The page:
Like many of the other squares and streets in Savannah which are named after war heroes and other patriotic figures, Greene Square is no different. During the eighteenth century, General Nathanael Greene was one of the most celebrated Revolutionary figures.
One of the war’s greatest strategists, he successfully waged a war of attrition against the British forces in the South. He led the Southern Army at Guilford Courthouse, Hobkirk’s Hill, Ninety-Six, and Eutaw Springs. In appreciation for his service in the Revolutionary War, Greene was awarded Mulberry Grove Plantation by the grateful state of Georgia. He moved to Savannah with his family after the war, but died a short time later of heat stroke.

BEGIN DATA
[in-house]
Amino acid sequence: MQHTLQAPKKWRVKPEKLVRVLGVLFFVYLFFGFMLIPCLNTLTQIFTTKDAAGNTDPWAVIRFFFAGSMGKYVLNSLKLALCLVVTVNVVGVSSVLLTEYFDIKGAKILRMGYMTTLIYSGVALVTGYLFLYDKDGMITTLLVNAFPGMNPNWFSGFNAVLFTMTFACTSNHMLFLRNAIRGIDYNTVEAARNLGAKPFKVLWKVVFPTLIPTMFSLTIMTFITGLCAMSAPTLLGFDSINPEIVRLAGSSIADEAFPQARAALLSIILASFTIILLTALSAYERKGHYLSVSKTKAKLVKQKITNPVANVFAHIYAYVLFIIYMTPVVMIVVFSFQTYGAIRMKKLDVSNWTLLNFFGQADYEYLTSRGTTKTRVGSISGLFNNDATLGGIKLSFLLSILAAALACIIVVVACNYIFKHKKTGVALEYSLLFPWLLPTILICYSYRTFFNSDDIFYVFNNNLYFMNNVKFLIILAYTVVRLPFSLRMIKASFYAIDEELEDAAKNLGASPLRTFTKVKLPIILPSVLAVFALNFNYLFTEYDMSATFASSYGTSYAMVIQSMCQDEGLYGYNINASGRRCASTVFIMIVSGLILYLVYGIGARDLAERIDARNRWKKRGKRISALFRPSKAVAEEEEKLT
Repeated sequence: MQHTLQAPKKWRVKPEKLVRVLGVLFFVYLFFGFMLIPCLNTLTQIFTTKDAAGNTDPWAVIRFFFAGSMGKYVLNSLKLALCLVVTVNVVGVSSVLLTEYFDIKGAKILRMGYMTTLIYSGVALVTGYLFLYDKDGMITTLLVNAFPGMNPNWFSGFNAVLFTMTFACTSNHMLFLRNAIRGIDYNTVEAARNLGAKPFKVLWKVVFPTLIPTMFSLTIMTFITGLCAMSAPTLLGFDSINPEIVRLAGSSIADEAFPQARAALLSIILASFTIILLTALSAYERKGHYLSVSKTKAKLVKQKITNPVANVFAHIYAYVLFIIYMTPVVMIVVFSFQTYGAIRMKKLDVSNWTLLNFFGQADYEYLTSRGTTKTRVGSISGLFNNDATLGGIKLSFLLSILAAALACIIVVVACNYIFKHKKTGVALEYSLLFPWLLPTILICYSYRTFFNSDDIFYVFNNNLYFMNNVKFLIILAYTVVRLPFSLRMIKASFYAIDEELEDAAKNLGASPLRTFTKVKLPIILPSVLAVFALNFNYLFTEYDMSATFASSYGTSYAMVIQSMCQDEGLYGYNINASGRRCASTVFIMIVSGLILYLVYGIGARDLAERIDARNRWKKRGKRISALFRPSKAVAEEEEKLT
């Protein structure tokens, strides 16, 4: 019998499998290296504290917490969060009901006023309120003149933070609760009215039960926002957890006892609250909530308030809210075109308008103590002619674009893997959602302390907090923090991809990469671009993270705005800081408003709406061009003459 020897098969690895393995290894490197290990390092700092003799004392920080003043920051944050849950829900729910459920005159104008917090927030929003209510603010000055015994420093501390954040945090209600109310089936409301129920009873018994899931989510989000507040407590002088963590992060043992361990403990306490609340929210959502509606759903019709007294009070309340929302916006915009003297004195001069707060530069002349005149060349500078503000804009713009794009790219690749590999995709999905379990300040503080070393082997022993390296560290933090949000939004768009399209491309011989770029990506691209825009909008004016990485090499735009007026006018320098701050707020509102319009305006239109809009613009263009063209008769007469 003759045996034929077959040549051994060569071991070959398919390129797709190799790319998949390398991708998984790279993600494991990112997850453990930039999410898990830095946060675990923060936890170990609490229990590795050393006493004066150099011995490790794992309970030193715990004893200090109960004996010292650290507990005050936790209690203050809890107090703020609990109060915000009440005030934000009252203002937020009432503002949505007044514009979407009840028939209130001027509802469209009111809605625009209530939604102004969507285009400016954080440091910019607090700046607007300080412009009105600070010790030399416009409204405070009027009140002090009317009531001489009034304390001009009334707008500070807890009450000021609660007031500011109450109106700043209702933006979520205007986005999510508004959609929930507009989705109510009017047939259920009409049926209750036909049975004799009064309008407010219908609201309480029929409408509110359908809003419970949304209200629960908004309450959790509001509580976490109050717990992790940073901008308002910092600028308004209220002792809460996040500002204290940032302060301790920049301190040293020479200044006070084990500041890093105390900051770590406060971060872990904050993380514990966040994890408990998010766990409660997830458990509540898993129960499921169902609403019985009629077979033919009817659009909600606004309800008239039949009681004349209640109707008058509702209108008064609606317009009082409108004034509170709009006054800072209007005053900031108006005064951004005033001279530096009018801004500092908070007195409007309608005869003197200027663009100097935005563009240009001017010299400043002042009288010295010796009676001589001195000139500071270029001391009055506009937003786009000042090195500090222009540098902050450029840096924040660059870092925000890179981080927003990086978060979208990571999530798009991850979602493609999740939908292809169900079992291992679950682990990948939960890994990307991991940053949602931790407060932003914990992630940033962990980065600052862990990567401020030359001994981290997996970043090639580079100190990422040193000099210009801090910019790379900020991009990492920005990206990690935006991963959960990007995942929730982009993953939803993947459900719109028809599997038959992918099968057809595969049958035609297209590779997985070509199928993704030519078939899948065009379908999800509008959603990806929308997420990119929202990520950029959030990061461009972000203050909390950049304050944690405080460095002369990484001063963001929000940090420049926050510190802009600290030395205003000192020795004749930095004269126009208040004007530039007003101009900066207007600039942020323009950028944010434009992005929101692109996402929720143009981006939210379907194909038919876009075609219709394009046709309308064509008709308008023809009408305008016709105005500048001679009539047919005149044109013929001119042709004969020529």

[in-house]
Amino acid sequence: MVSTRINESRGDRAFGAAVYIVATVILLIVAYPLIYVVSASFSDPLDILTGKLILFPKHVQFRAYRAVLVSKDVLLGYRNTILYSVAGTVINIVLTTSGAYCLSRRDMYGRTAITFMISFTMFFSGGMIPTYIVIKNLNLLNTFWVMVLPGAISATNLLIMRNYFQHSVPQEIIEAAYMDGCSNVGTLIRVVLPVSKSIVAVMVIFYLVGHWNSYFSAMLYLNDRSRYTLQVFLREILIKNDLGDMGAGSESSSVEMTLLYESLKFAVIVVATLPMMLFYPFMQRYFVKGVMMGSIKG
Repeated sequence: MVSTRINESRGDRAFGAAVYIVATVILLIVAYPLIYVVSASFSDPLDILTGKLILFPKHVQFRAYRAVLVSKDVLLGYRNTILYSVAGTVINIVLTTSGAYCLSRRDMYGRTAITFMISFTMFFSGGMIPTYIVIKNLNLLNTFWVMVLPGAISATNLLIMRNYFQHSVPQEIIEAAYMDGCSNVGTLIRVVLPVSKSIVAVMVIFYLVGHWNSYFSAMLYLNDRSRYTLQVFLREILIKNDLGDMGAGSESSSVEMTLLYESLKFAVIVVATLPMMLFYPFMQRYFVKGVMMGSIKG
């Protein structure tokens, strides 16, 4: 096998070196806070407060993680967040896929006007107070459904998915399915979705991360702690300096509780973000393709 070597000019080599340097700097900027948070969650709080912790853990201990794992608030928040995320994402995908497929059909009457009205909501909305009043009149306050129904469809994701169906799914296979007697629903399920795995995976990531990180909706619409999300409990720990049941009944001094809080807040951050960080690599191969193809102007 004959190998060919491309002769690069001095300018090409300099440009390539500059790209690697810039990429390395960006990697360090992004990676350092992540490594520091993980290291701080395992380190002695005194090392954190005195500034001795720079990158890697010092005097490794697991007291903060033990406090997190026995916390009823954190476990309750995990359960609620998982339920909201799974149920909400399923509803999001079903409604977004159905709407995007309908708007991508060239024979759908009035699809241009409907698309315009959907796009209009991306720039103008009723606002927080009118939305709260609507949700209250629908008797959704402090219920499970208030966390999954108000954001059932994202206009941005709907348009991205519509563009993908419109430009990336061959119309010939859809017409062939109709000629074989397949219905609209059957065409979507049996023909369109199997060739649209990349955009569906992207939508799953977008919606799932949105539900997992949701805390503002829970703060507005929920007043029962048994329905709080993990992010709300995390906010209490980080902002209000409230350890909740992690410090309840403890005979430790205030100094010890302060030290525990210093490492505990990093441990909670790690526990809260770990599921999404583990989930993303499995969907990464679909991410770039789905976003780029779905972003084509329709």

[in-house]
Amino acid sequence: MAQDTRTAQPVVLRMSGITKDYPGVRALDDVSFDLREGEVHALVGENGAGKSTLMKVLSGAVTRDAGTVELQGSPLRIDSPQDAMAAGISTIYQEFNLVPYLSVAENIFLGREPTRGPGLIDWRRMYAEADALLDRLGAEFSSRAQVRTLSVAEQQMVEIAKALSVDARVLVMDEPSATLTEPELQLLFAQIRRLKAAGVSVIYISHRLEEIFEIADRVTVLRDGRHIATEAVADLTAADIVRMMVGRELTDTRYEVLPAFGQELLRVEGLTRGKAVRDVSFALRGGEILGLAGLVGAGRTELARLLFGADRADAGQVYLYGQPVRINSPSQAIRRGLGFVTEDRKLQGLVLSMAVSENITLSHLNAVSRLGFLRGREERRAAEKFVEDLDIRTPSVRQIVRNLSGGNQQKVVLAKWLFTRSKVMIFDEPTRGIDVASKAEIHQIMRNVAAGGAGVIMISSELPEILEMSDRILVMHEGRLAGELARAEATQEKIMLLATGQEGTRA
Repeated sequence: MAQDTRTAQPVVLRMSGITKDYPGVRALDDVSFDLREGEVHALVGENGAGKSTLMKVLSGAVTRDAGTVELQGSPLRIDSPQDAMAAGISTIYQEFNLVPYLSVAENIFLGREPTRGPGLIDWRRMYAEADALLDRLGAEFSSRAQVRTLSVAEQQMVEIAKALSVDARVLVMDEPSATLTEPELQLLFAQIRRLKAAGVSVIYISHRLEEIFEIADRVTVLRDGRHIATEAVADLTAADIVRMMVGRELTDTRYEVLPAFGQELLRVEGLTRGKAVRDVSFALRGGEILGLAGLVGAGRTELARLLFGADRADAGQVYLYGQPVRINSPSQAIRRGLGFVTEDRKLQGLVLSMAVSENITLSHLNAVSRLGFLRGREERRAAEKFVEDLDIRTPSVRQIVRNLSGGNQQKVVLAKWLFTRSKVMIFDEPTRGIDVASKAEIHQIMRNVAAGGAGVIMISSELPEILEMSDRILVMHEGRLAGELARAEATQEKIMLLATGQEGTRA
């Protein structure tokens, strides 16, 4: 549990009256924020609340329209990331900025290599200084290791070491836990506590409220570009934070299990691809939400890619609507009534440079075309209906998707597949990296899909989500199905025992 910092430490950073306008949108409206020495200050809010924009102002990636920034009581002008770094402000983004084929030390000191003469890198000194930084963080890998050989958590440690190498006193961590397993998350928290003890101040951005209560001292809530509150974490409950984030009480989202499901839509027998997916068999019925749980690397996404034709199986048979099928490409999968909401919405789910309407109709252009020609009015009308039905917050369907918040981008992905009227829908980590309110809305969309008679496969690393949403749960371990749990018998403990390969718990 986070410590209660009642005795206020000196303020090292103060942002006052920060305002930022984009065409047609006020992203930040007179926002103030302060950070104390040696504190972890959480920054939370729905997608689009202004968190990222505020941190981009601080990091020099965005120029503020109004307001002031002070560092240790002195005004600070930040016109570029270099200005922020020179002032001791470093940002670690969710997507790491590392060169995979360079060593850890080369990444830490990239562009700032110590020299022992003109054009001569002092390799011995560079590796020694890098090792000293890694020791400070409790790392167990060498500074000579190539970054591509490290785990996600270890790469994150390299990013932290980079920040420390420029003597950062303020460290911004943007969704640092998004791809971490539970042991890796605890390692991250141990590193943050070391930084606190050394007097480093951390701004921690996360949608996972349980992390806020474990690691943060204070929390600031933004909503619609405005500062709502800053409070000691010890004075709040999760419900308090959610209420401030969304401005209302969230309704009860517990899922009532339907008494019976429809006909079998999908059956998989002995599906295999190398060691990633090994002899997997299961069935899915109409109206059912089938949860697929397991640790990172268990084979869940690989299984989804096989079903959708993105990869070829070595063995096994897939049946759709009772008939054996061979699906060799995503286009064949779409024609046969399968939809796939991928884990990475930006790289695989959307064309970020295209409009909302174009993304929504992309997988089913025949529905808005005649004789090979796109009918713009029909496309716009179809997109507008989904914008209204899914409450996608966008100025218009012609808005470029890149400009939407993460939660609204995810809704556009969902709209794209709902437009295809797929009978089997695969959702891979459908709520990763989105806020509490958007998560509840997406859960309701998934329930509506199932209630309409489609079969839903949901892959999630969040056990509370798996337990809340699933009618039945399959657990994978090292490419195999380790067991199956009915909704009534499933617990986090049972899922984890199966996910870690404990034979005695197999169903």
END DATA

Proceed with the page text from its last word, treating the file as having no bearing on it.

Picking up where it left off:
In May 1791, George Washington, a close friend of Greene’s, came to Georgia for the first and only time in his life and was greeted as a conquering hero.
His first stop was Mulberry Grove, the plantation of General Nathanael Greene’s widow Catharine. Washington spent four days in Savannah—unheard of for presidential visits now—attending dinners, dances, ceremonies, and services at Christ Church. He traveled north to Augusta, Georgia completing a presidential tour that would strengthen the bond and allegiance of newfound national unity in the United States of America.
Named after Greene Square and an homage to one of the Revolutionary War’s greatest heroes, Greene Square Restaurant is the perfect place to relax and unwind alongside Southern dishes and those you enjoy dining with most.